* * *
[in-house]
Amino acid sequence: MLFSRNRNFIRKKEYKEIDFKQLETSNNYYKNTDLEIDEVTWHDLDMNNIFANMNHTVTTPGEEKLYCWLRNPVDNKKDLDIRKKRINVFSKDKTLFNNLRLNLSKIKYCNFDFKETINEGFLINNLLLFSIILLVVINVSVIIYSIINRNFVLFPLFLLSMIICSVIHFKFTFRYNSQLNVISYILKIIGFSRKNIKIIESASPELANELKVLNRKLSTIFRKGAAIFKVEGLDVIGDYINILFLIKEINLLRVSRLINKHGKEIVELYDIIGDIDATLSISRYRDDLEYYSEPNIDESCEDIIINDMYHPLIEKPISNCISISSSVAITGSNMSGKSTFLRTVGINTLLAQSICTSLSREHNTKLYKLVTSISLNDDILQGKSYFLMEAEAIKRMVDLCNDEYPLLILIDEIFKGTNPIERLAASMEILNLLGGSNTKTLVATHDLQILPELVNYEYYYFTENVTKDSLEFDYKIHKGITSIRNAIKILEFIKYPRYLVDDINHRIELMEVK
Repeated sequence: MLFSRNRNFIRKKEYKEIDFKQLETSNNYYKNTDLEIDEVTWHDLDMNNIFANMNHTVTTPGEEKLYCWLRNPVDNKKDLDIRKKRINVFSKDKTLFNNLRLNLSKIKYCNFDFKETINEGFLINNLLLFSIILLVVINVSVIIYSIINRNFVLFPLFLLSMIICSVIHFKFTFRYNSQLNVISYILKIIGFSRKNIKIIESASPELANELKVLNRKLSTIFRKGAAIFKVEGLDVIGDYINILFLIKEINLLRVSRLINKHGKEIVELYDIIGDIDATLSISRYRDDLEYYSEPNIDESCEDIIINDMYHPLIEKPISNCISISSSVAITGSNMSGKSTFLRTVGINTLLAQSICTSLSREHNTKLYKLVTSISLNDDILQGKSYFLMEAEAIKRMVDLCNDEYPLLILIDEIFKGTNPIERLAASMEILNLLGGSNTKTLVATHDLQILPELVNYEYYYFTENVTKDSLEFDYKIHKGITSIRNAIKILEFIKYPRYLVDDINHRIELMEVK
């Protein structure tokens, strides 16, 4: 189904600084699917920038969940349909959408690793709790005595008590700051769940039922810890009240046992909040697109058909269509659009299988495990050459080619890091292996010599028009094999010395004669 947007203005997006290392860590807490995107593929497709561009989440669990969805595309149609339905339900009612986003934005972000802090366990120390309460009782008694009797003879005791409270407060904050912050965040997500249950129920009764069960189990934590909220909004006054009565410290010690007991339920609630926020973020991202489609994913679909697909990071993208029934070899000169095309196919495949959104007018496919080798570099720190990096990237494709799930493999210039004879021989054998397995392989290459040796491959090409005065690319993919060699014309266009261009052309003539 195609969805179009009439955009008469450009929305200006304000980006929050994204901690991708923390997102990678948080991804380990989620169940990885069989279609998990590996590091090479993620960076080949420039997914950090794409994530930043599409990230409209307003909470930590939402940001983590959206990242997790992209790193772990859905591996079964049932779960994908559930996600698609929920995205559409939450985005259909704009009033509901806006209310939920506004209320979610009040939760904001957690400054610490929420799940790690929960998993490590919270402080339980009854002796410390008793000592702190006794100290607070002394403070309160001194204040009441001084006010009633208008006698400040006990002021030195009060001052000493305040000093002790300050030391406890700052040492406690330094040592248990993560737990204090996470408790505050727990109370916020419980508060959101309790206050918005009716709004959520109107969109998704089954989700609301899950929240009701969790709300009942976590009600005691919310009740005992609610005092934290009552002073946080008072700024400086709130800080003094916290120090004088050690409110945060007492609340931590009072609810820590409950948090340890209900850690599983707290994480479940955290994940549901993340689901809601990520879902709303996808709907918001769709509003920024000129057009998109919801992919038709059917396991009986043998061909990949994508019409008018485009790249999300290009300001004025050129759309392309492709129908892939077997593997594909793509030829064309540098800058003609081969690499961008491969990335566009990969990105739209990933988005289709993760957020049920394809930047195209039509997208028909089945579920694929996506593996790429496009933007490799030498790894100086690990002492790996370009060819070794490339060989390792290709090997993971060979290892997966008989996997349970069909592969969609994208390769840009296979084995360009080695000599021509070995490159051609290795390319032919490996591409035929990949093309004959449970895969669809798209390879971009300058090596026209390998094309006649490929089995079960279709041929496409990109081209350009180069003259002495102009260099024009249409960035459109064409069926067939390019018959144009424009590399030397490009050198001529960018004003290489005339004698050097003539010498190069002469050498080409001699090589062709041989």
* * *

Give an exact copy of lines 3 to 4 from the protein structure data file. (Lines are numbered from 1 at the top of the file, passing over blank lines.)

Repeated sequence: MLFSRNRNFIRKKEYKEIDFKQLETSNNYYKNTDLEIDEVTWHDLDMNNIFANMNHTVTTPGEEKLYCWLRNPVDNKKDLDIRKKRINVFSKDKTLFNNLRLNLSKIKYCNFDFKETINEGFLINNLLLFSIILLVVINVSVIIYSIINRNFVLFPLFLLSMIICSVIHFKFTFRYNSQLNVISYILKIIGFSRKNIKIIESASPELANELKVLNRKLSTIFRKGAAIFKVEGLDVIGDYINILFLIKEINLLRVSRLINKHGKEIVELYDIIGDIDATLSISRYRDDLEYYSEPNIDESCEDIIINDMYHPLIEKPISNCISISSSVAITGSNMSGKSTFLRTVGINTLLAQSICTSLSREHNTKLYKLVTSISLNDDILQGKSYFLMEAEAIKRMVDLCNDEYPLLILIDEIFKGTNPIERLAASMEILNLLGGSNTKTLVATHDLQILPELVNYEYYYFTENVTKDSLEFDYKIHKGITSIRNAIKILEFIKYPRYLVDDINHRIELMEVK
């Protein structure tokens, strides 16, 4: 189904600084699917920038969940349909959408690793709790005595008590700051769940039922810890009240046992909040697109058909269509659009299988495990050459080619890091292996010599028009094999010395004669 947007203005997006290392860590807490995107593929497709561009989440669990969805595309149609339905339900009612986003934005972000802090366990120390309460009782008694009797003879005791409270407060904050912050965040997500249950129920009764069960189990934590909220909004006054009565410290010690007991339920609630926020973020991202489609994913679909697909990071993208029934070899000169095309196919495949959104007018496919080798570099720190990096990237494709799930493999210039004879021989054998397995392989290459040796491959090409005065690319993919060699014309266009261009052309003539 195609969805179009009439955009008469450009929305200006304000980006929050994204901690991708923390997102990678948080991804380990989620169940990885069989279609998990590996590091090479993620960076080949420039997914950090794409994530930043599409990230409209307003909470930590939402940001983590959206990242997790992209790193772990859905591996079964049932779960994908559930996600698609929920995205559409939450985005259909704009009033509901806006209310939920506004209320979610009040939760904001957690400054610490929420799940790690929960998993490590919270402080339980009854002796410390008793000592702190006794100290607070002394403070309160001194204040009441001084006010009633208008006698400040006990002021030195009060001052000493305040000093002790300050030391406890700052040492406690330094040592248990993560737990204090996470408790505050727990109370916020419980508060959101309790206050918005009716709004959520109107969109998704089954989700609301899950929240009701969790709300009942976590009600005691919310009740005992609610005092934290009552002073946080008072700024400086709130800080003094916290120090004088050690409110945060007492609340931590009072609810820590409950948090340890209900850690599983707290994480479940955290994940549901993340689901809601990520879902709303996808709907918001769709509003920024000129057009998109919801992919038709059917396991009986043998061909990949994508019409008018485009790249999300290009300001004025050129759309392309492709129908892939077997593997594909793509030829064309540098800058003609081969690499961008491969990335566009990969990105739209990933988005289709993760957020049920394809930047195209039509997208028909089945579920694929996506593996790429496009933007490799030498790894100086690990002492790996370009060819070794490339060989390792290709090997993971060979290892997966008989996997349970069909592969969609994208390769840009296979084995360009080695000599021509070995490159051609290795390319032919490996591409035929990949093309004959449970895969669809798209390879971009300058090596026209390998094309006649490929089995079960279709041929496409990109081209350009180069003259002495102009260099024009249409960035459109064409069926067939390019018959144009424009590399030397490009050198001529960018004003290489005339004698050097003539010498190069002469050498080409001699090589062709041989």